The Bank for International Settlements (“BIS”) issued its annual report for the financial year ending on March 21, 2015.
In the report, the BIS stated that interest rates have been low for the longest time in history. According to the BIS, those rates fueled costly financial booms instead of sparking sustainable and balanced global expansion.
The BIS maintained that monetary policy continued to be “exceptionally accommodative,” with many regulators delaying tightening regulation, and noted that central bank balance sheets remained at unprecedented high levels. The BIS argued further that the international monetary and financial system amplified financial imbalances by “transmitting exceptionally easy monetary and financial conditions to countries that did not need them.”
As a solution to the imbalances, the BIS suggested “a triple rebalancing in national and international policy frameworks,” which would require regulators to enact policies that paid greater attention to the “medium term” and the costly interplay of domestic-focused decisions.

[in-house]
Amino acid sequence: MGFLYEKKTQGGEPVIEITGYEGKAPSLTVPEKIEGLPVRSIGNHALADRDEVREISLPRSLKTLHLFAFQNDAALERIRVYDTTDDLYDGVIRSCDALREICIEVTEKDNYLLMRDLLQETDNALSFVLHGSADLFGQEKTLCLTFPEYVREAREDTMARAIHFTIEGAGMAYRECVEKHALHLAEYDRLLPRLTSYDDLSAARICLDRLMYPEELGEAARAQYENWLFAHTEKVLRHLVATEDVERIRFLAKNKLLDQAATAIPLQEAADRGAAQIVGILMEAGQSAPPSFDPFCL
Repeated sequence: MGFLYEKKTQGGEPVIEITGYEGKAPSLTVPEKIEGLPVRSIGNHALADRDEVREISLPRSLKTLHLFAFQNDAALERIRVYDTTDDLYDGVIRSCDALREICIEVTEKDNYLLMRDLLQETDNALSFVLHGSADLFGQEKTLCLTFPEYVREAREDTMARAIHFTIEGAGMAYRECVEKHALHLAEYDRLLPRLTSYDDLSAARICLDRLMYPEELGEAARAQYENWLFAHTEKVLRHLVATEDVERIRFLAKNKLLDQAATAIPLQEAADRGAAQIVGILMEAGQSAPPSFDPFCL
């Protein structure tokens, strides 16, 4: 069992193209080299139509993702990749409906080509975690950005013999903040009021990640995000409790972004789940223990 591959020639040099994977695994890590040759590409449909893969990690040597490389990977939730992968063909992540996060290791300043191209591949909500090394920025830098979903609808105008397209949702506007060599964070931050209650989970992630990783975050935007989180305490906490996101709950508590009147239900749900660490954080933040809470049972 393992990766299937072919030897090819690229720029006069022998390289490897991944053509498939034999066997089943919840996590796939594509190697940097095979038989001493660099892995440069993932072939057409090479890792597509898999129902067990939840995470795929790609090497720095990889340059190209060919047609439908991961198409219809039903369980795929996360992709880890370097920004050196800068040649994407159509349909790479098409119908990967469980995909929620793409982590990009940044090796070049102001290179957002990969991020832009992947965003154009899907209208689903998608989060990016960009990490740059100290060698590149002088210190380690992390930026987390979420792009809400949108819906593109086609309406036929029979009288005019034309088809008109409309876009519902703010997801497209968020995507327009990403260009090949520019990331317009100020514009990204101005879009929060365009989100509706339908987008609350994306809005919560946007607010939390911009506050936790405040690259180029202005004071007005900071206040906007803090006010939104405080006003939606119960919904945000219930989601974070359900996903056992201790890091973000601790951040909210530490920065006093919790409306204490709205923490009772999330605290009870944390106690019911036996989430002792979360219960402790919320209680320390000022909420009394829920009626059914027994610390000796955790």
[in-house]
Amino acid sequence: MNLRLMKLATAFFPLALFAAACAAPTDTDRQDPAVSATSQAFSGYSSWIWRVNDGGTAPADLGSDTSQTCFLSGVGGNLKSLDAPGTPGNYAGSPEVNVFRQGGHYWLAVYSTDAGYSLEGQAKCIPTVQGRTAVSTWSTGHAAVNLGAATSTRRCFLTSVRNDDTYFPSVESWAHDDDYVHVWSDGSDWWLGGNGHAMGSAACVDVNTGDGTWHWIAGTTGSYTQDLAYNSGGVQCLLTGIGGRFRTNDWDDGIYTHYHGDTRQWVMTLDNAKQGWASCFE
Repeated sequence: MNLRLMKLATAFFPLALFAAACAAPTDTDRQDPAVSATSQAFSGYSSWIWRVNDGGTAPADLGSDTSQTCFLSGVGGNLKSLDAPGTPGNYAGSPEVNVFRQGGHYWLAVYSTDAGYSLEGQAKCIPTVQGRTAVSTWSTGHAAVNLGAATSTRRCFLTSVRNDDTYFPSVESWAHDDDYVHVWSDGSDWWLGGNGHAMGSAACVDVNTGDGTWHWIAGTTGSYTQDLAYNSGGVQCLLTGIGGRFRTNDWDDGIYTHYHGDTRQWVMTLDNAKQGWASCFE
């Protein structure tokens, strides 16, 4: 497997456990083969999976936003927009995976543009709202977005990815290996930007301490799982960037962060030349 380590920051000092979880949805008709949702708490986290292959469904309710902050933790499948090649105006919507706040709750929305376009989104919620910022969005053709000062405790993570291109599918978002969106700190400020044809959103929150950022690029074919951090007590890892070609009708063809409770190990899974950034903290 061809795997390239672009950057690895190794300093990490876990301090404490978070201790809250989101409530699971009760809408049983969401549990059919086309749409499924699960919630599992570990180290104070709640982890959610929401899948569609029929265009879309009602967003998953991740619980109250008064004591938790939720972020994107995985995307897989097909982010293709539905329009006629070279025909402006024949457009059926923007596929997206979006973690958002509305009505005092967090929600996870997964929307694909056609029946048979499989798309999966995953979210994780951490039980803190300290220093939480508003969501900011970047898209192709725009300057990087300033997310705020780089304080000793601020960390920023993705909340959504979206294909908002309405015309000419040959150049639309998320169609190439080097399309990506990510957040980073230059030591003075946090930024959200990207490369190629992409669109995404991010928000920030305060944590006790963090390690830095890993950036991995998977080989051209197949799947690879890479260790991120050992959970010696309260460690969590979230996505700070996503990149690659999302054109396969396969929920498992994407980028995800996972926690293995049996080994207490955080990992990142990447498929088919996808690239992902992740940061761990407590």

The report also provided information pertaining to post-crisis behavior and the business models of financial institutions. Specifically, the report noted that the prolonged period of low interest rates was particularly challenging for institutional investors.
Lofchie Comment: The BIS report’s conclusions about systemic risk are far more negative than FSOC’s, and far more explicit in pointing to governmental policies as creating that risk by focusing on the short term. As we have noted previously, U.S. regulatory policies now prohibit or limit banks and broker-dealers from taking, or even holding, risk positions (i.e., buying assets). The result is this: a fall in asset prices and the consequent sell-off have the potential to create a significant downward spiral. In short, if there is a sell-off, who will be a buyer?